In a new format to our usual Annual Lecture, last Thursday’s “An Evening With Clive Dix” was a fantastic opportunity to hear from one of our sector’s great entrepreneurs. Interviewed by his long term colleague and friend Brenda Reynolds, our very own Piers Morgan for the evening, it was great to hear Clive give a candid review and insight into his career in the industry – it’s one occasion where I have to say you needed to be there to get the insight, as a closed door event with no reporting led to a frank and personal perspective being openly shared. We think it worked as a format and look out for further events like this in future.
Two key policy events to look out for this week. The Queen’s Speech this Wednesday will announce the key pieces of legislation we can expect over the next couple of years. A higher education bill has been widely-trailed in the newspapers this morning and will include provisions to allow the creation of a new body to oversee the Research Councils and Innovate UK. The new body, expected to be called UK Research and Innovation (perhaps a clue about whether the plan is to roll Innovate UK into the new body), is intended to provide greater coordination between research funders but a Government statement says that they will maintain their identities and delegated budgets. A white paper setting out more detail has been published today and we will engage these developments over the coming months on the sectors behalf.
Jim O’Neill’s Review on Antimicrobial Resistance is expected to be published on Thursday. BIA members from large to small have been actively engaged in the policy making process here and I expect to see continued comment from all sides on the final report. It’s good to see UK policymakers and companies playing a leading role in shaping a globally vital discussion that will move swiftly to the World Health Assembly and Organisation and G20. We are particularly interested in developing new incentive models for drug discovery and development and it seems likely the review will suggest delinked incentives, pay or play provisions and priority review vouchers as models to be explored.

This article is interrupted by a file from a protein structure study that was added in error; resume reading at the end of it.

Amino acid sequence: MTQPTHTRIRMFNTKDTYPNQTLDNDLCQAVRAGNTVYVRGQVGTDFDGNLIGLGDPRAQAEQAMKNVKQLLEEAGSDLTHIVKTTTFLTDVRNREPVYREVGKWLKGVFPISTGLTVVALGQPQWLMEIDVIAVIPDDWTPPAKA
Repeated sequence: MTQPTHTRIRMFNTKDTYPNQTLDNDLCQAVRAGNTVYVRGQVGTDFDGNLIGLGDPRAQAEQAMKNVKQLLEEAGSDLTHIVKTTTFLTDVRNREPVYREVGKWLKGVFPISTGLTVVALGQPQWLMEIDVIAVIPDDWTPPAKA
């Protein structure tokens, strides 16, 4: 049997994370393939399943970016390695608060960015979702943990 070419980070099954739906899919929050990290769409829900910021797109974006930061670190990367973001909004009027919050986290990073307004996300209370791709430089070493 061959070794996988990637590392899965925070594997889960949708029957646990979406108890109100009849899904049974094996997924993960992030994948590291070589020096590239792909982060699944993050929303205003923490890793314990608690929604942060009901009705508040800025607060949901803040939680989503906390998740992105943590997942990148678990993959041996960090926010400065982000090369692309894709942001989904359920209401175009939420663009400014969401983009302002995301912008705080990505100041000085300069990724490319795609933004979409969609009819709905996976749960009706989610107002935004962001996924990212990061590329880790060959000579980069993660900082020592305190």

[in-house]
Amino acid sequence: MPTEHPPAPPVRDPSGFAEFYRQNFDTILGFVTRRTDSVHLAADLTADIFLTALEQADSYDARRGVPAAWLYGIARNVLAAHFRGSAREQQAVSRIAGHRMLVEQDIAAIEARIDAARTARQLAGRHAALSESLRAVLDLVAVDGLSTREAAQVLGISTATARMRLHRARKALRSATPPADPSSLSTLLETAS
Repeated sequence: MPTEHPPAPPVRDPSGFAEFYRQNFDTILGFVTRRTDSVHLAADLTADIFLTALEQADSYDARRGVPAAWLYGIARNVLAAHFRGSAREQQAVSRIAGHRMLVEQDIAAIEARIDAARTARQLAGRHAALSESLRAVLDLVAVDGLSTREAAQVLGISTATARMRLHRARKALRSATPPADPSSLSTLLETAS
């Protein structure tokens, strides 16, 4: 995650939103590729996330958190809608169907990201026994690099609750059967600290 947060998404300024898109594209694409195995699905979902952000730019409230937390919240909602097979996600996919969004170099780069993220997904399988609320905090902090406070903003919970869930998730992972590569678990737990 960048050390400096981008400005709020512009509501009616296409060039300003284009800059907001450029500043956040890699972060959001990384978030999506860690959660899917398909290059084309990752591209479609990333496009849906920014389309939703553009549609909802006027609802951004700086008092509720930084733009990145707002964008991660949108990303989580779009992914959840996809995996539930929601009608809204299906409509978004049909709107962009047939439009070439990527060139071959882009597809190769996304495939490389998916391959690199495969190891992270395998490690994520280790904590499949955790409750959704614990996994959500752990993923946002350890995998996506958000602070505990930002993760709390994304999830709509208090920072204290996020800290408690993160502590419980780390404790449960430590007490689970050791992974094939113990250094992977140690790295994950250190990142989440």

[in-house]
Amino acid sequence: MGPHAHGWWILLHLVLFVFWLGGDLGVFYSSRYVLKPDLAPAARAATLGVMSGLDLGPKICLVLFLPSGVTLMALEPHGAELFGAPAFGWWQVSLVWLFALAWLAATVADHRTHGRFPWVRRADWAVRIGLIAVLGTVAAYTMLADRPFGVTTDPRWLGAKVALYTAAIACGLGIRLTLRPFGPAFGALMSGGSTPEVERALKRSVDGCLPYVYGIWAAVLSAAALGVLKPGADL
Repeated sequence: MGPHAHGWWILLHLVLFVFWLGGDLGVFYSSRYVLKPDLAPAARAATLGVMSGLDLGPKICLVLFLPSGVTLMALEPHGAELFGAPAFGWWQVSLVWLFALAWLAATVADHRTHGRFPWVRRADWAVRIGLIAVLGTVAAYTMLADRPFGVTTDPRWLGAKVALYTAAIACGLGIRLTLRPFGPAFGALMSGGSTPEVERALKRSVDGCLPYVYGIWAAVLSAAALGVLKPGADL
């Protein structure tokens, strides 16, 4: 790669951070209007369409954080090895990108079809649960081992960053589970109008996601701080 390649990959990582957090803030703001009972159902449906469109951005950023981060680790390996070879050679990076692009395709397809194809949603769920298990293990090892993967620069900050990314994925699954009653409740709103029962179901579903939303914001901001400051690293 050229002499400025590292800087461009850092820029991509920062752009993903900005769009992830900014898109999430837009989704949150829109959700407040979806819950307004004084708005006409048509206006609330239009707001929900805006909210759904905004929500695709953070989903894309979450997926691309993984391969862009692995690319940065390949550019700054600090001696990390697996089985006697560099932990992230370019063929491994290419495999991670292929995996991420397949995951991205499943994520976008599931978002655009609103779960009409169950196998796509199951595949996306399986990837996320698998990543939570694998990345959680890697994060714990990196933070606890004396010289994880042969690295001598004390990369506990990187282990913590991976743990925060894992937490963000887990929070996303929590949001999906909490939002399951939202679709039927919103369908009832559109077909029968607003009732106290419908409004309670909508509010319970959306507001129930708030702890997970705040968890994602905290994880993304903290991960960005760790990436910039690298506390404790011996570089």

Information on the Early Access to Medicines Scheme including its principles and operational guidance developed by the stakeholder task group was published last week. You can download the document, ‘Early access to medicines scheme (EAMS): how the scheme works’, here. EAMS was one of the key topics discussed at our recent BIA MHRA joint conference – pictures from the day are now up on the blog along with a brief summary of the highlights, which you can visit here.
The European Medicines Agency (EMA) has published a report summarising the experience with its small and medium-sized enterprise (SME) initiative over the last ten years. It’s great to see that in terms of geographical distribution the UK remains the top country in Europe for SMEs from 2011 to 2015. It’s a key reason why it is important the Agency remains in London and continued to engage with the BIA and its members. The initiative started in December 2005 when the SME Regulation came into force and the SME Office was established to address the needs of the smaller businesses in the pharmaceutical development ecosystem. To support SMEs throughout all stages of medicines’ development, EMA’s SME Office provides active regulatory, financial and administrative support to registered SMEs. The new report emphasizes the importance of SMEs in pharmaceutical innovation and draws attention to the trends observed in the past ten years.
On events, there’s now just over a week left to register for the 8th European Conference on Rare Diseases & Orphan Products (ECRD 2016), taking place in Edinburgh from 26 – 28 May 2016. The ECRD, organised by the European Organisation for Rare Diseases (EURORDIS) and co-organised by the Drug Information Association (DIA), unites all stakeholders of the rare disease community across all rare diseases and countries: patients, healthcare professionals and researchers, industry, payers, regulators and policy makers. ECRD 2016 will bring together over 80 speakers and more than 800 participants, covering six themes from the latest research, to developments in new treatments, to innovations in healthcare, social care and support at the European, national and regional levels. Find out more here.
Finally, last Friday marked the 2nd anniversary of the launch of the Concordat on Openness on Animal Research. I’d recommend taking a look though #ConcordatOpenness for some fantastic examples of the work being done by the UK bioscience community to maximise openness and communication on this important issue. A great result and effort over the past two years.